EnglishEdit

PronunciationEdit

  • enPR: shāv, IPA(key): /ʃeɪv/
  • (file)
  • Rhymes: -eɪv

Etymology 1Edit

Inherited from Middle English shaven, schaven, from Old English sċafan (to shave, scrape, shred, polish), from Proto-West Germanic *skaban, from Proto-Germanic *skabaną (to scratch), from Proto-Indo-European *skabʰ- (to cut, split, form, carve).

Cognate with West Frisian skave, Dutch schaven (to shave, plane), Low German schaven (to scrape, scratch, shave), German schaben (to scrape, shave), Danish skave, Norwegian Nynorsk skava, Swedish skava (to scrape, chafe), Icelandic skafa, Gothic 𐍃𐌺𐌰𐌱𐌰𐌽 (skaban, to shear, shave).

VerbEdit

shave (third-person singular simple present shaves, present participle shaving, simple past shaved or (obsolete) shove, past participle shaved or shaven)

  1. (transitive) To make (the head, skin etc.) bald or (the hair) shorter by using a tool such as a razor or electric clippers to cut the hair close to the skin.
  2. (transitive) To cut anything in this fashion.
    • 1713, John Gay, The Rural Sports
      The labourer with the bending scythe is seen / Shaving the surface of the waving green.
  3. (intransitive) To remove hair from one's face by this means.
    I had little time to shave this morning.
  4. (transitive) To cut finely, as with slices of meat.
  5. To skim along or near the surface of; to pass close to, or touch lightly, in passing.
  6. To reduce in size or weight.
    • 2017 September 19, Gwilym Mumford, “Kingsman: The Golden Circle review – spy sequel reaches new heights of skyscraping silliness”, in the Guardian[1]:
      Kingsman’s two-hour 20-minute running time could have been shaved by around a fifth, without losing a great deal.
  7. (archaic, transitive) To be hard and severe in a bargain with; to practice extortion on; to cheat.
  8. (US, slang, dated, transitive) To buy (a note) at a discount greater than the legal rate of interest, or to deduct in discounting it more than the legal rate allows.
Derived termsEdit
TranslationsEdit
The translations below need to be checked and inserted above into the appropriate translation tables. See instructions at Wiktionary:Entry layout § Translations.

Etymology 2Edit

From Middle English shave, from Old English sceafa, from Proto-Germanic *skabô.

NounEdit

shave (plural shaves)

  1. An instance of shaving.
    I instructed the barber to give me a shave.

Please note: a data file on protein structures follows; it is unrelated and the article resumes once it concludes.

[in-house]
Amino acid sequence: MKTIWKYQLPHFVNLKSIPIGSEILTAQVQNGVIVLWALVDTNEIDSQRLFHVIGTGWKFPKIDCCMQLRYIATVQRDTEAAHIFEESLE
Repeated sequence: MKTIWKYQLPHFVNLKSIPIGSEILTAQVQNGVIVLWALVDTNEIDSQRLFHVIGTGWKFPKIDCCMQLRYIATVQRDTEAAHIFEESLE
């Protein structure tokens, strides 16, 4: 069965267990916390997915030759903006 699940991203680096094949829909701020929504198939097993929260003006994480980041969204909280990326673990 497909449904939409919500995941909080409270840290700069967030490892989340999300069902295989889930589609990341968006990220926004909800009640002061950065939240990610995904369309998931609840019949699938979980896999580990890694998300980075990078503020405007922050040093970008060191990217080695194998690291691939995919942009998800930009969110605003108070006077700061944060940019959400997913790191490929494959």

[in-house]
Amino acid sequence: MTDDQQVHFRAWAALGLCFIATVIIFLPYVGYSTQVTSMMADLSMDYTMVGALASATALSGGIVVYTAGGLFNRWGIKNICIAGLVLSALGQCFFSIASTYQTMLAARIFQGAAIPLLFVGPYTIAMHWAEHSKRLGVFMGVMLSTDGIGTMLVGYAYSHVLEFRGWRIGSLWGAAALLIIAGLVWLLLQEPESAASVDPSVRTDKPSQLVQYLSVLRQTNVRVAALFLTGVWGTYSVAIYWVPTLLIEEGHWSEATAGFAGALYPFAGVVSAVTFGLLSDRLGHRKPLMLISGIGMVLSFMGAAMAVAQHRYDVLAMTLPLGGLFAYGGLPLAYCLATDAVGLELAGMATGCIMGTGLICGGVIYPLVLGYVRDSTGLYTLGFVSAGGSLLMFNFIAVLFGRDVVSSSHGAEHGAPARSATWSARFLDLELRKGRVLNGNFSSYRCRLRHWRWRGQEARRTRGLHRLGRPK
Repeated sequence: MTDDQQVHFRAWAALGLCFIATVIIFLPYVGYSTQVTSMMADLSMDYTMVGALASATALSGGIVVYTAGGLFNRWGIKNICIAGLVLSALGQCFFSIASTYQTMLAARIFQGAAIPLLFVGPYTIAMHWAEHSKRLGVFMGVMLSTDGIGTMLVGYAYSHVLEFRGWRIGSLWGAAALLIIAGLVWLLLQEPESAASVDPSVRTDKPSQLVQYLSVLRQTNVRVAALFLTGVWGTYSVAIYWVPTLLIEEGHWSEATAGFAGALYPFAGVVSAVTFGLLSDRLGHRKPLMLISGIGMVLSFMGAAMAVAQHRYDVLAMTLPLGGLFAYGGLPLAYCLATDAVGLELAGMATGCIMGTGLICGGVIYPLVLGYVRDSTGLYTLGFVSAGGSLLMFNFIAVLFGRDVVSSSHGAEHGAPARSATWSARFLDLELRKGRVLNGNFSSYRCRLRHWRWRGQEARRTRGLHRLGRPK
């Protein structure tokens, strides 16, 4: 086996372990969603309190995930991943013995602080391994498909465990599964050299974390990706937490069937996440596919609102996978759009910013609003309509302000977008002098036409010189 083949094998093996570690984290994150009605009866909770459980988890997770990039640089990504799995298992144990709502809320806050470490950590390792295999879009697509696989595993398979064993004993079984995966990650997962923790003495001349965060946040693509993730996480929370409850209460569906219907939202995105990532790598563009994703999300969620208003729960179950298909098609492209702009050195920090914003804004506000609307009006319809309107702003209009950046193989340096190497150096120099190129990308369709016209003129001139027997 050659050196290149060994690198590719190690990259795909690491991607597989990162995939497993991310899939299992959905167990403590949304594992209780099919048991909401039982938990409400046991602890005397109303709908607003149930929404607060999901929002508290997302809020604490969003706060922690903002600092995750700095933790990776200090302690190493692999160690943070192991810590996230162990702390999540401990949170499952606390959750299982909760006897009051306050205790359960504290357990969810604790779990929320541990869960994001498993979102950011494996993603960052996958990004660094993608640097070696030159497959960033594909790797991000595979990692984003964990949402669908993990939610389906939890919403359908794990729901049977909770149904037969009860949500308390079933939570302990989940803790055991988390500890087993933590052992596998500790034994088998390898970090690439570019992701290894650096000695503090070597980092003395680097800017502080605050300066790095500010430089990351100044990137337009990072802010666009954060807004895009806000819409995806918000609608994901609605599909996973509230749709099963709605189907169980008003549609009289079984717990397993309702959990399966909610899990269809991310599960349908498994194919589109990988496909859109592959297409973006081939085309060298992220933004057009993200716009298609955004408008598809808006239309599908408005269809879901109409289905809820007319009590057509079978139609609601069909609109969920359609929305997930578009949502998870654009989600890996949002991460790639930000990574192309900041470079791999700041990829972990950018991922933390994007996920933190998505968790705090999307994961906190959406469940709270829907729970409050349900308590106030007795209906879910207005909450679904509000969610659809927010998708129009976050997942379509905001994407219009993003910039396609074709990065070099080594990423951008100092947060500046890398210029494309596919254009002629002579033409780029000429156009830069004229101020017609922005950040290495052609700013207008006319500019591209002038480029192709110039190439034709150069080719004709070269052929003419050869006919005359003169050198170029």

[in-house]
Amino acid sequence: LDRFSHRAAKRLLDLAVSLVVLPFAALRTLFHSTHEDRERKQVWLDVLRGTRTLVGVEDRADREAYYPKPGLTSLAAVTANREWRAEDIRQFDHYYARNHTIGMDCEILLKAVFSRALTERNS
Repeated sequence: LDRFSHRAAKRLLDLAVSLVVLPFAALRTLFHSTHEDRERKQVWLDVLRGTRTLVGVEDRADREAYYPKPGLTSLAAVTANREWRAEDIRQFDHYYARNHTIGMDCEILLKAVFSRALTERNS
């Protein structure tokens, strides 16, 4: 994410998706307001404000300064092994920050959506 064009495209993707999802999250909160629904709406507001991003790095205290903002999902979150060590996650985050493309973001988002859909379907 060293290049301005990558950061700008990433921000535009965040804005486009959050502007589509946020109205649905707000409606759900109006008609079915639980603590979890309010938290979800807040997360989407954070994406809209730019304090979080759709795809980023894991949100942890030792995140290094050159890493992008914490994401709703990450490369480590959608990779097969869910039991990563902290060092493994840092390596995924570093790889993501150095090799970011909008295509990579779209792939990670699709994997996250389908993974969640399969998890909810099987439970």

2. A thin slice; a shaving.
    • 1859, Guillaume Sulpice Chevallier, ‎Albert Richard Smith, Sketches of London life & character:
      a jolly mealy 'tator, with a shave of butter, and a shake of pepper
  3. (US, slang, dated) An exorbitant discount on a note.
    • 1838, Levin Lawrence, No. I. of a series of Letters addressed to N. Biddle, page 13:
      yea, tis knowable that the paper money of some of them would not pass, comparatively speaking, much, if any, beyond the smoke of the chimney from whence 'twas issued and circulated before you, or those who had it would have to take a broker's shave on it , at the rate of from a ¼, to 1, 2, 3, 4, 5, 10, 15, 20, or more per cent, before it could be used as solvently available means of payment.
    • 1854, ‎Horace E. Carter, ‎Albert Gallatin Porter, Reports of Cases Argued and Determined in the Supreme Court of Judicature of the State of Indiana; Volume 4, page 192:
      Being unable to pay the note at maturity, Laws went with Starr to one Snyder, to whom the note was sold at a “shave,” as the parties called it, of 10 per cent.
  4. (US, slang, dated) A premium paid for an extension of the time of delivery or payment, or for the right to vary a stock contract in any particular.
    • 1874, The Insurance Journal: A Review of Fire and Life Insurance:
      If this were a dishonest transaction, why did the companies settle? If it were not, why did the heirs submit to a shave of one-half their claims?
    • 1877, William Wait, A Digest of New York Reports: From 1872 to 1876:
      Where S made a note to raise money upon, and H, agreeing to discount it for a shave of six dollars, received the note and soon returned with the check of V for the amount of such note, less legal discount, payable to the order of S, and he drew the money thereon and having no knowldge of the agreement or of the payment,–Held, that V was not guilty of usury, but was entitled to recover on the note.
    • 1878, Court of Appeals, page 7:
      He expected to pay the expenses of examining the titles, yet claims that the whole sum paid was a shave.
  5. A hand tool consisting of a sharp blade with a handle at each end; a spokeshave.
  6. (informal) A narrow miss or escape; a close shave.
    • 1919, Edward Frederic Benson, Across the Stream
      " [] I had an awful shave getting into the harbour," remarked Archie.
Derived termsEdit
TranslationsEdit

ReferencesEdit

  • shave in The Century Dictionary, New York, N.Y.: The Century Co., 1911
  • shave at OneLook Dictionary Search

AnagramsEdit


Middle EnglishEdit

Etymology 1Edit

From Old English sceafa, from Proto-Germanic *skabô.

Alternative formsEdit

PronunciationEdit

NounEdit

shave (plural shaves)

  1. A tool used for filing, shaving, or abrasion.
DescendantsEdit
  • English: shave
ReferencesEdit

Etymology 2Edit

VerbEdit

shave

  1. Alternative form of schaven